PROCESS POST: Organizing and Annotating – #MustRead from Tony Wagner: “Graduating All Students Innovation-Ready” #EdWeek

[Disclaimer: No one but I may want to read this post. Essentially, I am using this space to organize some past posts that I have written – to organize them in relation to Tony Wagner’s recent article about graduating innovation-ready students. The following is like a form of sticky-noting on my blog. But, as I have come to believe, why do this only for myself in a physical notebook…when I could share and possibly help another educational thinker/doer.]

Earlier today, I read a very powerful article about education and innovation – Graduating All Students Innovation-Ready, By Tony Wagner, September 12, 2012 Education Week. The article resonated with me in a way that only a few articles do. Even though I read voraciously, and even though I mark several articles a week “#MustRead,” I only occasionally discover and read one of those top 0.001% pieces of wonder.

In part, I think Wagner’s piece resonated so profoundly with me because I am doing some ongoing work that is providing mental velcro for such a piece of thinking-stimulant. Wagner’s four main implementation recommendations rung in my ears and everywhere else. I myself believe in:

  1. digital portfolio and authentic assessment over traditional, siloed marking and grading;
  2. teacher assessment based on professional learning and growth and evidence of student learning beyond mere “test scores.” Also, I believe admin should do what we expect of teachers and students! [related – Folio]
  3. schools collaborating together, and with business and non-profits, to create R&D for education…and to impact the world more positively now;
  4. learning built on play, passion, and purpose…learning infused with choice and global relevance…learning contextualized with real life. [related – #PBL, #FSBL]

This blog is one of my own R&D spaces…one of my own digital portfolios…one of my own passion and purpose-based play spaces. I have been writing for months on the four topics above. In particular, I engaged in a 60-day experiment about how we might transform school and education (CHANGEd: What if…60-60-60). Tony Wagner’s piece made me recall much of that thinking.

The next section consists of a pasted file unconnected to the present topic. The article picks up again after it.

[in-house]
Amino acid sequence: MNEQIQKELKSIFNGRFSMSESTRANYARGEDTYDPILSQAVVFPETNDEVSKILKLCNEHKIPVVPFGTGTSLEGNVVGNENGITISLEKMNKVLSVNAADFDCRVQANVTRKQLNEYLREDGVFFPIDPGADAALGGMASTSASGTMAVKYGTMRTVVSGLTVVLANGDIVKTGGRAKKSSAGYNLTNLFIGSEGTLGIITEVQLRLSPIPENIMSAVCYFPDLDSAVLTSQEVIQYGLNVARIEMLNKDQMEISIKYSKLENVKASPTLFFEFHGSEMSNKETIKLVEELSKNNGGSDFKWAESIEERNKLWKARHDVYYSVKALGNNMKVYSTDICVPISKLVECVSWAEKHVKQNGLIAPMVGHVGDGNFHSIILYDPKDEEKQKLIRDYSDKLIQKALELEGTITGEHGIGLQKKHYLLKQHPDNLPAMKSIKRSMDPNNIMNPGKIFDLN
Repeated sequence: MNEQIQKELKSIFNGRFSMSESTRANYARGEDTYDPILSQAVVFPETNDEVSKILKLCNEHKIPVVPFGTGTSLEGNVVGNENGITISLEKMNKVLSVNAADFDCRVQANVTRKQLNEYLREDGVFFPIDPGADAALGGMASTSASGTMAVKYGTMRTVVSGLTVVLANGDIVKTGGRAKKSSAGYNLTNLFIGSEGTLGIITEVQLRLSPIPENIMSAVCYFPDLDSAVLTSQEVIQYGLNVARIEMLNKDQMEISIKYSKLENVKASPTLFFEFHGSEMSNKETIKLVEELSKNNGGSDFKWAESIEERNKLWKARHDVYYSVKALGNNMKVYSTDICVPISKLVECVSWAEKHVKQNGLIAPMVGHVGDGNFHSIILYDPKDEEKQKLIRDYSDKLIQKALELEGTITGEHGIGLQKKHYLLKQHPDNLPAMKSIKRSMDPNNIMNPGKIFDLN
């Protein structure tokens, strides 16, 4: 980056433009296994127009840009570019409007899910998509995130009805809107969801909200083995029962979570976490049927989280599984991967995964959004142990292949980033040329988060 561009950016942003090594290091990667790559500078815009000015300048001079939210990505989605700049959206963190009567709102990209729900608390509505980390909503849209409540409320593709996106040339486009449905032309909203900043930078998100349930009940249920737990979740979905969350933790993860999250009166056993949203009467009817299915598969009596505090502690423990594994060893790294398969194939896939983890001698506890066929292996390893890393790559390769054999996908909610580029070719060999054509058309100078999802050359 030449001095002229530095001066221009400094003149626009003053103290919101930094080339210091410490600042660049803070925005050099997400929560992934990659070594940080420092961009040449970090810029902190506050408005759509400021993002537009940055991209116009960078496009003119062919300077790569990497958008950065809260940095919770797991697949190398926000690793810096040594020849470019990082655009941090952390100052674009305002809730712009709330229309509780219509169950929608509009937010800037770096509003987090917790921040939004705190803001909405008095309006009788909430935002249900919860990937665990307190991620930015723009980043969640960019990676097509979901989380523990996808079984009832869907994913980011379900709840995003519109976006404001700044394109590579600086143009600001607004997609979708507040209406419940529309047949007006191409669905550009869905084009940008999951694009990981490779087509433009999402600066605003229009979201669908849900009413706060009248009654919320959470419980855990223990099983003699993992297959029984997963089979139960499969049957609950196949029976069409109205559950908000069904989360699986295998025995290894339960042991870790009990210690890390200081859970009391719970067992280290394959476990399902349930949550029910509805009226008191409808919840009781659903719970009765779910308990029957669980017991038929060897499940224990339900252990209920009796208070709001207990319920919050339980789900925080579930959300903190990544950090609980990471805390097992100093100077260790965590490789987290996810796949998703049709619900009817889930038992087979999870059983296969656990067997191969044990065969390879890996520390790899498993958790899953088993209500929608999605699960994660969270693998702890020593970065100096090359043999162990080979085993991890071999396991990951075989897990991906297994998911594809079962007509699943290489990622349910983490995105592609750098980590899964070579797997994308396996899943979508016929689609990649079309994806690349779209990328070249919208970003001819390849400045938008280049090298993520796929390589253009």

Tony Wagner’s article also further contextualized the exact reason that I left Westminster to join Unboundary as Director of Educational Innovation.

So I am organizing, and I am making some annotations…

Our students want to become innovators. Our economy needs them to become innovators. The question is: As educators, do we have the courage to disrupt conventional wisdom and pursue the innovations that matter most?

1. Digital Portfolios and Better Assessment:

“First, I believe the U.S. Department of Education and state education departments need to develop ways to assess essential skills with digital portfolios that follow students through school, and encourage the use of better tests like the College and Work Readiness Assessment.” [emphasis from my highlighting in Diigo]
2. Teacher Effectiveness and Professional Learning:
“Second, we need to learn how to assess teachers’ effectiveness by analysis of their students’ work, rather than on the basis of a test score. Teachers and administrators should also build digital portfolios, which their principals and superintendents should assess periodically.” [emphasis from my highlighting in Diigo]
3. Research and Development Labs:
“Third, to push educational innovation, districts need to partner with one another, businesses, and nonprofits to establish true R&D labs—schools of choice that are developing 21st-century approaches to learning.” [emphasis from my highlighting in Diigo]

4. Play, Passion, and Purpose:

“Finally, we need to incorporate a better understanding of how students are motivated to do their best work into our course and school designs. Google has a 20 percent rule, whereby all employees have the equivalent of one day a week to work on any project they choose. These projects have produced many of Google’s most important innovations. I would like to see this same rule applied to every classroom in America, as a way to create time for students to pursue their own interests and continue to develop their sense of play, passion, and purpose.” [emphasis from my highlighting in Diigo]

3 thoughts on “PROCESS POST: Organizing and Annotating – #MustRead from Tony Wagner: “Graduating All Students Innovation-Ready” #EdWeek

  1. Pingback: Networks, Peer Progressives, School 3.0, and Future Perfect #IDreamASchool #School3pt0 | it's about learning

  2. Mandating that schools teach innovation as if it were just another course or funding more charter schools won’t solve the problem. The solution requires a new way of evaluating student performance and investing in education. Students should have digital portfolios that demonstrate progressive mastery of the skills needed to innovate. Teachers need professional development to learn how to create hands-on, project-based, interdisciplinary courses. Larger school districts and states should establish new charter-like laboratory schools of choice that pioneer these new approaches.

    • I agree. I did not realize I had implied mandating innovation or funding more charter schools. I am all for the imbedding of innovative practices, not silo-ing in a “new course.” I am all for digital portfolios. I am all for the professional learning you mention. And I am all for R&D in schools and lab-based learning.

      Thanks for the comment.

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